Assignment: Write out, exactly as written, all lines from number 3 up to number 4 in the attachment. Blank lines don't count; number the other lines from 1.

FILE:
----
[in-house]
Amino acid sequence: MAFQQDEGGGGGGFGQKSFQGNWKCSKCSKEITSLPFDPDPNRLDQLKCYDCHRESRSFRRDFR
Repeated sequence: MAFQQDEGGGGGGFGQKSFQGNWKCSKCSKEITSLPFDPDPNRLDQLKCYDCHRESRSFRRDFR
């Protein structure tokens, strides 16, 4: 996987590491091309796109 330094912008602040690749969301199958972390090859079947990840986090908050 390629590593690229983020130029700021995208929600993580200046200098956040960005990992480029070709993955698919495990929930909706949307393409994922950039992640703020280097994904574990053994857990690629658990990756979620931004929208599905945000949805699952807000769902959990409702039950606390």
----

Repeated sequence: MAFQQDEGGGGGGFGQKSFQGNWKCSKCSKEITSLPFDPDPNRLDQLKCYDCHRESRSFRRDFR
């Protein structure tokens, strides 16, 4: 996987590491091309796109 330094912008602040690749969301199958972390090859079947990840986090908050 390629590593690229983020130029700021995208929600993580200046200098956040960005990992480029070709993955698919495990929930909706949307393409994922950039992640703020280097994904574990053994857990690629658990990756979620931004929208599905945000949805699952807000769902959990409702039950606390």